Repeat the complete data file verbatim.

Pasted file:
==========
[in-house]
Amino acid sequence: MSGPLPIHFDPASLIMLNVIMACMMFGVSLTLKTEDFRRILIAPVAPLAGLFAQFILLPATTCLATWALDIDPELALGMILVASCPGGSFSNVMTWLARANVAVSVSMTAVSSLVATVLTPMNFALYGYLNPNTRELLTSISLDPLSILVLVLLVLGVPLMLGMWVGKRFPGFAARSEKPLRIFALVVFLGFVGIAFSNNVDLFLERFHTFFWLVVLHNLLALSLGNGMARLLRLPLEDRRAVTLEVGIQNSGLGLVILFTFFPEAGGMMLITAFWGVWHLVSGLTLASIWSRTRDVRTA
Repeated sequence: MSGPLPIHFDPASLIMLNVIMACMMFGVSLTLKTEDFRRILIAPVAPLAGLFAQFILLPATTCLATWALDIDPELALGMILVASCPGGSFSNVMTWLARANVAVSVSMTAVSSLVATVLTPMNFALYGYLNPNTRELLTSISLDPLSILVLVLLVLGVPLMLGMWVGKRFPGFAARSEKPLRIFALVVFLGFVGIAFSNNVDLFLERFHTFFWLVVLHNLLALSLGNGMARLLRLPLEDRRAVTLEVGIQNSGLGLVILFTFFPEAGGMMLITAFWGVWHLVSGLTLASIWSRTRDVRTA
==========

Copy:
[in-house]
Amino acid sequence: MSGPLPIHFDPASLIMLNVIMACMMFGVSLTLKTEDFRRILIAPVAPLAGLFAQFILLPATTCLATWALDIDPELALGMILVASCPGGSFSNVMTWLARANVAVSVSMTAVSSLVATVLTPMNFALYGYLNPNTRELLTSISLDPLSILVLVLLVLGVPLMLGMWVGKRFPGFAARSEKPLRIFALVVFLGFVGIAFSNNVDLFLERFHTFFWLVVLHNLLALSLGNGMARLLRLPLEDRRAVTLEVGIQNSGLGLVILFTFFPEAGGMMLITAFWGVWHLVSGLTLASIWSRTRDVRTA
Repeated sequence: MSGPLPIHFDPASLIMLNVIMACMMFGVSLTLKTEDFRRILIAPVAPLAGLFAQFILLPATTCLATWALDIDPELALGMILVASCPGGSFSNVMTWLARANVAVSVSMTAVSSLVATVLTPMNFALYGYLNPNTRELLTSISLDPLSILVLVLLVLGVPLMLGMWVGKRFPGFAARSEKPLRIFALVVFLGFVGIAFSNNVDLFLERFHTFFWLVVLHNLLALSLGNGMARLLRLPLEDRRAVTLEVGIQNSGLGLVILFTFFPEAGGMMLITAFWGVWHLVSGLTLASIWSRTRDVRTA